Post Tenebras Lux: After 500 Years, Can Reformation Finally Come to the Heart of Roman Catholicism?

No, your eyes do not deceive you. Yes, that is a picture of Martin Luther posted on the right in front of a Catholic Church in Italy in remembrance of the 500th anniversary of the Reformation.

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Don’t believe me? Here is a closer look.

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As if one picture of Luther were not enough, a nearby Church thought it necessary to post five!

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Not only is this posting of Luther’s picture in front of the Catholic Church in Italy a reason to celebrate, but it also holds a special significance for me in that my name is printed on it as well. Why? Because the Catholic Church in the community where I live has asked me to participate in a conference that will be open to the public in which I will have the opportunity to discuss the significance of the Reformation past, present, and future with Catholic priest and eminent professor of theology and history Don Ermis Segatti. I have participated in something like this in the past, and I am very much looking forward to another occasion in which I will be able to speak on the continuing relevance of the Reformation in a public forum.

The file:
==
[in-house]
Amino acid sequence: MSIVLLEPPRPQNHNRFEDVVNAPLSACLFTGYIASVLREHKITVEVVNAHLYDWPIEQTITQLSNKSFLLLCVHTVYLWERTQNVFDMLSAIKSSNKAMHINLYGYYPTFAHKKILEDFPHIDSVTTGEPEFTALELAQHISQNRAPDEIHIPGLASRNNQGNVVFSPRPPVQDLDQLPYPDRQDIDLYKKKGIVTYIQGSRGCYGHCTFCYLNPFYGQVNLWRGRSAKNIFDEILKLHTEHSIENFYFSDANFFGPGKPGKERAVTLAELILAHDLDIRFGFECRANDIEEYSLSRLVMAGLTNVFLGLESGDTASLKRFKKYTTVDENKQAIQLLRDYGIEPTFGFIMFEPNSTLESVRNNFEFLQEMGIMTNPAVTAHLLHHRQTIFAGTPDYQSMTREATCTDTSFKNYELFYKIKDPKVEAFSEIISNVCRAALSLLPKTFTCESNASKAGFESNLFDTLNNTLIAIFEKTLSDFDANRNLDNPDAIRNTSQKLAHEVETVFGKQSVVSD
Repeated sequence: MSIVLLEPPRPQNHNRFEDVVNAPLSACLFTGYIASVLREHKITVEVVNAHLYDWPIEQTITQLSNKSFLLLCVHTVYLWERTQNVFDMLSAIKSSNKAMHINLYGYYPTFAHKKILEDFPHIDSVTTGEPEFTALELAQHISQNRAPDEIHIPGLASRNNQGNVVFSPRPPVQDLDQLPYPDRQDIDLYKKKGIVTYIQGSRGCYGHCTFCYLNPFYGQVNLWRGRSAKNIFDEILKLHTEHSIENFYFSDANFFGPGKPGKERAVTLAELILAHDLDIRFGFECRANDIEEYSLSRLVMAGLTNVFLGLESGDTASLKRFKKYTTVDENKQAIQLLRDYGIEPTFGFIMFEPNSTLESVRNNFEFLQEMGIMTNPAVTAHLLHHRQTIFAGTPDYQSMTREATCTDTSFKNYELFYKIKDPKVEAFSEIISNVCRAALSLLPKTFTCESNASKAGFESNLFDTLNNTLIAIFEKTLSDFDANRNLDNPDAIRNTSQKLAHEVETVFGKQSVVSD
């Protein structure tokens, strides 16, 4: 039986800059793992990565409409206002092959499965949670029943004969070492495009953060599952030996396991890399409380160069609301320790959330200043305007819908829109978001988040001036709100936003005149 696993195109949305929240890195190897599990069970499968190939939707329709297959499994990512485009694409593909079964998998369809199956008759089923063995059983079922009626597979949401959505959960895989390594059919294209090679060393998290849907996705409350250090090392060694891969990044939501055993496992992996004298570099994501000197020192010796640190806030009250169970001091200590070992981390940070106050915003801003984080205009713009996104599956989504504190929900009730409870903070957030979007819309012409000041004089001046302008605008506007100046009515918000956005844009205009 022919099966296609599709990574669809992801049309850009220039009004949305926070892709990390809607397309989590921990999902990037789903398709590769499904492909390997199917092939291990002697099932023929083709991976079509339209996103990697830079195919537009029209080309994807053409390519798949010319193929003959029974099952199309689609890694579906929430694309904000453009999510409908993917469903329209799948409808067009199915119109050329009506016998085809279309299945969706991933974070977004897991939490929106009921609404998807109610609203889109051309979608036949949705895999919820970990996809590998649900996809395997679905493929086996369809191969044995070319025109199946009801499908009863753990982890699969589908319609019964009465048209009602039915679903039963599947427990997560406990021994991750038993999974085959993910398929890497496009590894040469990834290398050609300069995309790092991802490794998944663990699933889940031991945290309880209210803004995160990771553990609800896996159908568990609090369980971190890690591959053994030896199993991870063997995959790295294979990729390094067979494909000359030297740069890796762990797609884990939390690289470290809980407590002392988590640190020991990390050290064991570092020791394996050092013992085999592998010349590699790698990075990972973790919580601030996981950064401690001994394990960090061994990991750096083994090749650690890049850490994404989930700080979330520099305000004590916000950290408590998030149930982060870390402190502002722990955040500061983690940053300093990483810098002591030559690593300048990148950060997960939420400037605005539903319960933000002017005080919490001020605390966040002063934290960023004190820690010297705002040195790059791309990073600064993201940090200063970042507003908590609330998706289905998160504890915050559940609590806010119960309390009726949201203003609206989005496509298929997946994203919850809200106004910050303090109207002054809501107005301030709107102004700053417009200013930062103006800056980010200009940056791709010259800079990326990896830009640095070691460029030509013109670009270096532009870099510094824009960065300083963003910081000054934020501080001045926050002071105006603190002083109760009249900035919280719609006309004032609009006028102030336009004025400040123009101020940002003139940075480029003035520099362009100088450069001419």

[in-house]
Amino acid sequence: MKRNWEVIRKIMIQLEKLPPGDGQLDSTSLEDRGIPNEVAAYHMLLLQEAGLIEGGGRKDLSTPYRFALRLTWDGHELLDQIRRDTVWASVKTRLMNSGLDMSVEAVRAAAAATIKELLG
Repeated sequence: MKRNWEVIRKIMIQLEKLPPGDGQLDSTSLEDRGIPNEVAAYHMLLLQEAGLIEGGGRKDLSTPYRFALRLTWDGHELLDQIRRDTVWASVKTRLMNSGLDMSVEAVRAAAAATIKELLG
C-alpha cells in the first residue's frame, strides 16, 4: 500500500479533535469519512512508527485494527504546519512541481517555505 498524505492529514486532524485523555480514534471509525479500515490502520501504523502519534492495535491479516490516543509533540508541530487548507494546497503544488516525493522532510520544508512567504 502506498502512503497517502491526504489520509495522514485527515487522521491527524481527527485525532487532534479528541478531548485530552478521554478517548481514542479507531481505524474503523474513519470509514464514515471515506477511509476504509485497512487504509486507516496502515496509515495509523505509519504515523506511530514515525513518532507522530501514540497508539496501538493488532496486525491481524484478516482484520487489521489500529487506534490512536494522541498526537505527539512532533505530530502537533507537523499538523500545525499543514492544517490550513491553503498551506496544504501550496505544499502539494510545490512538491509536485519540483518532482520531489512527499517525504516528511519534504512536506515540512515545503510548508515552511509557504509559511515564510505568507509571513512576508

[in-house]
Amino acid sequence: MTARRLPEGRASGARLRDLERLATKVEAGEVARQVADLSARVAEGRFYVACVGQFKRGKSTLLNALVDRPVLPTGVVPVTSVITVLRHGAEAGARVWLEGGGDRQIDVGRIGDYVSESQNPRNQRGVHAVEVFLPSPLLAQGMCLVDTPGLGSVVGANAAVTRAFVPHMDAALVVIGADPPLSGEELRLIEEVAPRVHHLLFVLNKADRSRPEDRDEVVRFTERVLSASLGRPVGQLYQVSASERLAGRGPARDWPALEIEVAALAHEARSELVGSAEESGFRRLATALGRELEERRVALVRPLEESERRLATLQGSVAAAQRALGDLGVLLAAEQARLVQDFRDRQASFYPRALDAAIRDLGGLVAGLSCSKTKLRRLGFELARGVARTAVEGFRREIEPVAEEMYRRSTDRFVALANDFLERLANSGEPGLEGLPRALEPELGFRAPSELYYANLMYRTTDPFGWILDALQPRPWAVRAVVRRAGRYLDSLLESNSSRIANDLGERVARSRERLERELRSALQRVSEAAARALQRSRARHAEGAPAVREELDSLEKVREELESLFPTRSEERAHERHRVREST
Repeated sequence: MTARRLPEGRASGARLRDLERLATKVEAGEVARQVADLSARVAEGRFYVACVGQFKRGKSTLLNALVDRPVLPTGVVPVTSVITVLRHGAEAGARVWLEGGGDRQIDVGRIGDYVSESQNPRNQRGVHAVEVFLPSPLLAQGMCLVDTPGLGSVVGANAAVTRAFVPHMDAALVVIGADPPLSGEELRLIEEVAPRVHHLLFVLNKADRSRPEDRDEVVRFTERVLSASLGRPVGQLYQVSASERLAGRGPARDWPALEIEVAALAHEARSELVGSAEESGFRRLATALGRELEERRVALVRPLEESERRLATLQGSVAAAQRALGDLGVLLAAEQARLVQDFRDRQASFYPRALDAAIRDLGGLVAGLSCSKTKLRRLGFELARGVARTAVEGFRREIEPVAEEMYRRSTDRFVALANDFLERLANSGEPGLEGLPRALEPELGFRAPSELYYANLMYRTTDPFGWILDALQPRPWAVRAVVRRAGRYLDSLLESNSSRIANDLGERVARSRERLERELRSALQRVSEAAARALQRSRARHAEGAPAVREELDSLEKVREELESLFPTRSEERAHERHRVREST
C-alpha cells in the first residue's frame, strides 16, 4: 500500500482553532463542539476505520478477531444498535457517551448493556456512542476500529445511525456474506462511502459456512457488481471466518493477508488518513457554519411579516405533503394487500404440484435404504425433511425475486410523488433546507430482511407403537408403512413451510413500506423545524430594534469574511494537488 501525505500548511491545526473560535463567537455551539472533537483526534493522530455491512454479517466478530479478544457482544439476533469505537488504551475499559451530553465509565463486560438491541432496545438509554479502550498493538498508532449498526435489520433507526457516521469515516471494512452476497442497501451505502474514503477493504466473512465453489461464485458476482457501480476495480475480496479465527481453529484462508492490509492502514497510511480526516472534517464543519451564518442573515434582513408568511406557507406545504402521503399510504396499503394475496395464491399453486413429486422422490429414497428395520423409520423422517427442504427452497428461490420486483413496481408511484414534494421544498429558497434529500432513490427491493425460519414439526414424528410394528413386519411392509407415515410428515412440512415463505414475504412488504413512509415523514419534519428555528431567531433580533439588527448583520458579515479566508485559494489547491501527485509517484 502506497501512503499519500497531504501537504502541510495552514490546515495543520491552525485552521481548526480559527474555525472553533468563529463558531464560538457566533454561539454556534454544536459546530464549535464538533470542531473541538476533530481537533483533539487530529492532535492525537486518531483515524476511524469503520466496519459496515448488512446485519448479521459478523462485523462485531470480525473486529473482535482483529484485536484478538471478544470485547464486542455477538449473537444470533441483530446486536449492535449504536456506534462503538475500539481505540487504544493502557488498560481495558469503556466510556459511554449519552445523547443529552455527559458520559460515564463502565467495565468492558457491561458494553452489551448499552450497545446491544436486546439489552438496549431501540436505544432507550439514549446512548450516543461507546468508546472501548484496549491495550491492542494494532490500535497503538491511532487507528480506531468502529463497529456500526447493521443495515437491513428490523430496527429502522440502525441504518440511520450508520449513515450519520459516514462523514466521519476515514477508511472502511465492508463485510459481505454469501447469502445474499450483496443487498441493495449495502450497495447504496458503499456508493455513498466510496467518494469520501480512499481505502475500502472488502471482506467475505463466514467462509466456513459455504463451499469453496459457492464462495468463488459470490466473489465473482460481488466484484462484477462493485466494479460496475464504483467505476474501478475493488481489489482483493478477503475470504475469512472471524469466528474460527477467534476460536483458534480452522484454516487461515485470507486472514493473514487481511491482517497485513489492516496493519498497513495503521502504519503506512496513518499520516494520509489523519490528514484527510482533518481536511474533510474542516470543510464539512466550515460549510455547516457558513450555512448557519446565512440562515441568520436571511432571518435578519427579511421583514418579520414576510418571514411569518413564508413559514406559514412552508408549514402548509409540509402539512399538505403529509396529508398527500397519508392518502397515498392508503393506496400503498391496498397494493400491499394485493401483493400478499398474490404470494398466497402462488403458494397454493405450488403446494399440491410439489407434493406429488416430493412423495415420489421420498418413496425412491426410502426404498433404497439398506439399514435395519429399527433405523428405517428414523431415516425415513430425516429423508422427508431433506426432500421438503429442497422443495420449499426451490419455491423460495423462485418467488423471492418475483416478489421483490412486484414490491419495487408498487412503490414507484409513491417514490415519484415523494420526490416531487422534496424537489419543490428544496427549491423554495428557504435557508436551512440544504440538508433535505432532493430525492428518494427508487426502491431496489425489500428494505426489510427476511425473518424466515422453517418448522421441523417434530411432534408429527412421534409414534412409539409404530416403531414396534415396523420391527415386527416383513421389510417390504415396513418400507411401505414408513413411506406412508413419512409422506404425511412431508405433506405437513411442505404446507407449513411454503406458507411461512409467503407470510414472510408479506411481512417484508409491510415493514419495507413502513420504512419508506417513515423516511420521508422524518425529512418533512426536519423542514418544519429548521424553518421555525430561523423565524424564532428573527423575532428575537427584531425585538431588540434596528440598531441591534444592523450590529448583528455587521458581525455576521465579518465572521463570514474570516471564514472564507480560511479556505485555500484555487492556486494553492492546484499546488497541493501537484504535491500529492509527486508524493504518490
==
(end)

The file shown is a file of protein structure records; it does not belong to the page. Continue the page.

The reason why this is exciting for me is because, as it is well known, the Reformation had little to no lasting impact in Italy, largely due to its proximity to the heart of Catholicism in Rome. Five hundred years ago, the Catholic Church succeeded in stamping out the majority of the Protestant incursions into the Italian peninsula. Since that time, the Church in Italy, to say nothing of the wider culture, has borne the indelible imprint of the countermeasures adopted against the Protestant faith and immortalized in the decrees of the Council of Trent.